Spotlight: 10 Questions for Melanie Cole (PA '17)February 21, 2018
Special education teacher Melanie Cole (PA ’17) loves helping her senior students bring their future dreams to life as they prepare to leave high school: “These are some of my favorite conversations.” She received her Milken Educator Award at Slippery Rock Area High School on October 31, 2017.
1. What went through your mind when you heard your name called at your surprise notification?
Melanie Cole: My first reaction was disbelief. Moments before Jane [Foley, senior vice president of the Milken Educator Awards] announced my name, I remember speaking to a coworker and rattling off names of who the winner might be—my name was not on my list! When it happened I was totally overwhelmed. Then I remember people telling me to get up. As I approached the front of the gym I received a bear hug from one of my students and felt so much gratitude for being able to be in that moment.
2. How did your students respond to your Milken Award? What impact has it had on them?
Melanie: My students in our life skills classroom had the biggest smiles on their faces when they heard my name. They had participated in the program, helping to reveal the amount of the cash prize, so they were already on top of the world. I have gotten many congratulations from our staff and students.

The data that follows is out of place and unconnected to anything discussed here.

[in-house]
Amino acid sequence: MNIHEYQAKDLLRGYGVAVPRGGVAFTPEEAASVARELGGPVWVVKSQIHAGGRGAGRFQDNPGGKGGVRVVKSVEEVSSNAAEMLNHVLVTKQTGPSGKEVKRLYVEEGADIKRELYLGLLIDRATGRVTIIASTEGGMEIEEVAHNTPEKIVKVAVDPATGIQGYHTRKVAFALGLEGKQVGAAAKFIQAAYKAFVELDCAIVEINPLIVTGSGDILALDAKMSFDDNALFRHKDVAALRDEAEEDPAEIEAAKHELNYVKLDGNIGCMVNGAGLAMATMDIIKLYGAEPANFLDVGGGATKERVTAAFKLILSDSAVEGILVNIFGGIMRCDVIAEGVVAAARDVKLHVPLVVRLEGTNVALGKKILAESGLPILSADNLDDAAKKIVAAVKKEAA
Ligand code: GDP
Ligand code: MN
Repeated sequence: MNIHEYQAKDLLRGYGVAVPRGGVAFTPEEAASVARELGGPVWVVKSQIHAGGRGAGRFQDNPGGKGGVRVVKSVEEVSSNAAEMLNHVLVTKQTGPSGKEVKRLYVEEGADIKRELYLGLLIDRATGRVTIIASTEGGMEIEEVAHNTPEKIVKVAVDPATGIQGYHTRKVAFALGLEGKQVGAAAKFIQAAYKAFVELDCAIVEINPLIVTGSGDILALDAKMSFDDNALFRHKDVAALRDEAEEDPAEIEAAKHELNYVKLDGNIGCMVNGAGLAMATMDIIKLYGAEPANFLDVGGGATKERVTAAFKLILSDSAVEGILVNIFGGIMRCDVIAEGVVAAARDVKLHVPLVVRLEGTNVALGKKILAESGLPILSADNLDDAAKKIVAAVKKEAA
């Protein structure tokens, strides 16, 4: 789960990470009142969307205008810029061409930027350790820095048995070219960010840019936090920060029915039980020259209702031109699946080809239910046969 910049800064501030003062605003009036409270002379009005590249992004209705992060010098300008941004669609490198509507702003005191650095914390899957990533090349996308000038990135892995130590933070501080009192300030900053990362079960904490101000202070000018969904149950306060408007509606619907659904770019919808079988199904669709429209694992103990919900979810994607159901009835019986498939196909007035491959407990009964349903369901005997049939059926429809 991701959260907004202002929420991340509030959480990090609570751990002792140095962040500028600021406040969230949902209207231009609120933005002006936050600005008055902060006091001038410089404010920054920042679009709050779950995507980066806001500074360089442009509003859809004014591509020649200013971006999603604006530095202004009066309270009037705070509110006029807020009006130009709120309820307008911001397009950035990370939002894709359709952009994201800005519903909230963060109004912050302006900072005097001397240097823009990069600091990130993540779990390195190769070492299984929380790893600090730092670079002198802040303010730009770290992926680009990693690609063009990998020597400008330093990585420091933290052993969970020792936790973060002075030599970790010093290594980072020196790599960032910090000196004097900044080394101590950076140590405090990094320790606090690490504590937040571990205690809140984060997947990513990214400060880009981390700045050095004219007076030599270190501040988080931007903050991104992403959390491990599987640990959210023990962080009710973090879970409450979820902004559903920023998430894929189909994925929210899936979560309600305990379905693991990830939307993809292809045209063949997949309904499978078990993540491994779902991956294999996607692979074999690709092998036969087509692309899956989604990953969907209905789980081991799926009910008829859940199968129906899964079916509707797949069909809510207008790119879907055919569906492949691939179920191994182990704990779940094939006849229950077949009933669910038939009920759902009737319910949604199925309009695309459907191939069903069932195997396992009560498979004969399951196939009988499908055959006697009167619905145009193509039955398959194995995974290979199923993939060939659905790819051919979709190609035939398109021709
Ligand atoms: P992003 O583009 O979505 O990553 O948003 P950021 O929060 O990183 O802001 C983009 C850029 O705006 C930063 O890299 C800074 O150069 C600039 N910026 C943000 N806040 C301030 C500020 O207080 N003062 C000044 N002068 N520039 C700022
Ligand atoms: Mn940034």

I also teach a class of seniors first period every day. Their congratulations and words of wisdom were humorous and memorable. Most of them wanted to know when we were going shopping or where I was taking them. The Milken Award shows students that when you work hard for what you want, appreciation and fulfillment follow.
3. How did you end up in education?
Melanie: From a young age I went into elementary schools with my mother, who worked in education. I remember standing in front of the classroom after school and pretending I was the classroom teacher. My mother has had a significant influence on my career choice as a teacher. As a student at Hampton High School, I had opportunities to spend some time with the special education students, as well as several special need camps and Special Olympics. Through these unique experiences, I found that I was comfortable with and passionate about this population, and that’s why I decided to go into special education when I enrolled in La Roche College.